Predict the Behavior of Blackbody Heated Surfaces(DRC-015-017)
materials and processes
Predict the Behavior of Blackbody Heated Surfaces
Many areas of science and engineering require an understanding of the radiation that emits from a heated surface. Specifically, there is a need to calculate the radiation's intensity and spectral distribution for thermal radiation heat transfer, infrared signature analysis, and radiation thermometry. Furthermore, being able to predict the heat transfer rate and the spectral distribution of the emitted energy for the blackbody is particularly helpful.The need for these capabilities led researchers at NASA's Armstrong Flight Research Center to develop a set of computer functions that can be used in predicting the behavior of heated surfaces. In addition, the routines enable engineers to use information regarding spectral intensities to determine surface temperatures. They can also calculate the sensitivity of these temperature measurements to unknowns in the input parameters. NASA wrote these routines in Microsoft® Visual Basic® for Applications (VBA) software and incorporated functions specific to Microsoft Excel® software.BENEFITS * Full spectrum: Enables calculation of important function derivatives and integration of the blackbody function over a range of wavelengths * Portable: Can be integrated with other engineering software * Easy to use: Based on widely available computer software tools from the Microsoft suitePOTENTIAL APPLICATIONSIn addition to aerospace applications, this software is useful for researchers developing new materials and other technologies to be used in a wide range of applications: * Thermal management: Integrated circuits, computer chassis, remote sensors * Heat shields: Automotive, appliances, safety equipment * Insulation: Architecture, textiles/clothing * Energy storage: Collecting/Storing thermal energy * Monitoring: Infrared-based surveillance * Earth/Planetary science: Understanding the composition of clouds, volcanoes, etc.Microsoft, Visual Basic, and Excel are registered trademarks of Microsoft Corporation in the United States and/or other countries.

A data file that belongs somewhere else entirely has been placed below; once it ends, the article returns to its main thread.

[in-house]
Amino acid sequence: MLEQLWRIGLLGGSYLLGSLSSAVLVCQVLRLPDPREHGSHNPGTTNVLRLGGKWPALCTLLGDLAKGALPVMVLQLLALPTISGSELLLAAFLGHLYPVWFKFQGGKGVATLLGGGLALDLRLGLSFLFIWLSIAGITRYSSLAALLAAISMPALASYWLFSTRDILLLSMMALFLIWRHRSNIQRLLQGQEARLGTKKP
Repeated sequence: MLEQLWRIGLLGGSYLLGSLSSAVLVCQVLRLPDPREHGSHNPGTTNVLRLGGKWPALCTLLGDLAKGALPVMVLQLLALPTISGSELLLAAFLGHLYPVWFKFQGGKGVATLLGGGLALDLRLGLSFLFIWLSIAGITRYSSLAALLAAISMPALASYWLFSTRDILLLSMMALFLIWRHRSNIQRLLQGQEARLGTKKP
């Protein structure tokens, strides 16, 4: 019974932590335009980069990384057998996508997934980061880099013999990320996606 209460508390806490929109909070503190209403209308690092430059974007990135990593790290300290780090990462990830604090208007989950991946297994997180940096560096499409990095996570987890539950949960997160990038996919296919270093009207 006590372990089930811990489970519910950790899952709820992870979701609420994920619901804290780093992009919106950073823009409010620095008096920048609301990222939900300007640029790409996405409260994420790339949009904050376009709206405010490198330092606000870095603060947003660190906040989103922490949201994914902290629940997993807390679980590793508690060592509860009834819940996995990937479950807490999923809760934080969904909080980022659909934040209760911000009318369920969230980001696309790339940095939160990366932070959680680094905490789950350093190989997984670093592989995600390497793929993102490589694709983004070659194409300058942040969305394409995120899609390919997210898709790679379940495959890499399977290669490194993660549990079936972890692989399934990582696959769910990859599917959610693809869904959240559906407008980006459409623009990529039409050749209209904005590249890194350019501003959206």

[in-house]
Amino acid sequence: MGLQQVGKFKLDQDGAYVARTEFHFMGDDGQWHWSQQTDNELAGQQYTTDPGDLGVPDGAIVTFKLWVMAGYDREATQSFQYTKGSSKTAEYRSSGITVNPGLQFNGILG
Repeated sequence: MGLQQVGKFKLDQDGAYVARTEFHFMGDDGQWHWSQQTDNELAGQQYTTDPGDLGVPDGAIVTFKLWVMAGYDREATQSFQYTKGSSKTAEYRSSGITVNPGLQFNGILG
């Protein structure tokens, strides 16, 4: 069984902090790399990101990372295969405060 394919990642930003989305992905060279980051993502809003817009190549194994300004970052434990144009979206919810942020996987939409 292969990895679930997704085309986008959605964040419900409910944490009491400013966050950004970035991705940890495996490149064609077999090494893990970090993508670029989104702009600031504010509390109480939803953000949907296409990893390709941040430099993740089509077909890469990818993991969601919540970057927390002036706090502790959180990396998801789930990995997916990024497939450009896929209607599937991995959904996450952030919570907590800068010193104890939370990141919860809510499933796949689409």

Materials and Processes
General Public Release
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Armstrong Flight Research Center